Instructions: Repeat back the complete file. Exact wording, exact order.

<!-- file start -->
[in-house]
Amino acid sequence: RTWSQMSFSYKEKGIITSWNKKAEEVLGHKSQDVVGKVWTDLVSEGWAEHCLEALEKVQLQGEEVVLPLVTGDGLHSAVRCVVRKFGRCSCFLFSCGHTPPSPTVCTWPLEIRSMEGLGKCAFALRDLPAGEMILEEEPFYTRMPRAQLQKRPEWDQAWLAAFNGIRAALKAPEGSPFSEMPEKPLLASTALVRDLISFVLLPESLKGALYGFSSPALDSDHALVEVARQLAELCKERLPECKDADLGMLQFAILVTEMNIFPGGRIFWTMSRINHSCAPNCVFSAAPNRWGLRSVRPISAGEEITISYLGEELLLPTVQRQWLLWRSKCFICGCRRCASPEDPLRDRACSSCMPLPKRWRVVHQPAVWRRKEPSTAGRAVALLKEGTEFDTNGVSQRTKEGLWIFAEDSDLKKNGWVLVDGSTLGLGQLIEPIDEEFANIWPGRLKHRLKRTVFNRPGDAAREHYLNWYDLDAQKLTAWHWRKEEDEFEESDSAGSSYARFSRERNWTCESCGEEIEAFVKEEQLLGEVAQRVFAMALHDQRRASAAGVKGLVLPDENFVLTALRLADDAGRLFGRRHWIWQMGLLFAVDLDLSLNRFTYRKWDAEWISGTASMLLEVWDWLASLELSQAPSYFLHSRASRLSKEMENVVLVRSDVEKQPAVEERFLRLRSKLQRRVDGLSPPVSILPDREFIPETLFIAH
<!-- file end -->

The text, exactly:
[in-house]
Amino acid sequence: RTWSQMSFSYKEKGIITSWNKKAEEVLGHKSQDVVGKVWTDLVSEGWAEHCLEALEKVQLQGEEVVLPLVTGDGLHSAVRCVVRKFGRCSCFLFSCGHTPPSPTVCTWPLEIRSMEGLGKCAFALRDLPAGEMILEEEPFYTRMPRAQLQKRPEWDQAWLAAFNGIRAALKAPEGSPFSEMPEKPLLASTALVRDLISFVLLPESLKGALYGFSSPALDSDHALVEVARQLAELCKERLPECKDADLGMLQFAILVTEMNIFPGGRIFWTMSRINHSCAPNCVFSAAPNRWGLRSVRPISAGEEITISYLGEELLLPTVQRQWLLWRSKCFICGCRRCASPEDPLRDRACSSCMPLPKRWRVVHQPAVWRRKEPSTAGRAVALLKEGTEFDTNGVSQRTKEGLWIFAEDSDLKKNGWVLVDGSTLGLGQLIEPIDEEFANIWPGRLKHRLKRTVFNRPGDAAREHYLNWYDLDAQKLTAWHWRKEEDEFEESDSAGSSYARFSRERNWTCESCGEEIEAFVKEEQLLGEVAQRVFAMALHDQRRASAAGVKGLVLPDENFVLTALRLADDAGRLFGRRHWIWQMGLLFAVDLDLSLNRFTYRKWDAEWISGTASMLLEVWDWLASLELSQAPSYFLHSRASRLSKEMENVVLVRSDVEKQPAVEERFLRLRSKLQRRVDGLSPPVSILPDREFIPETLFIAH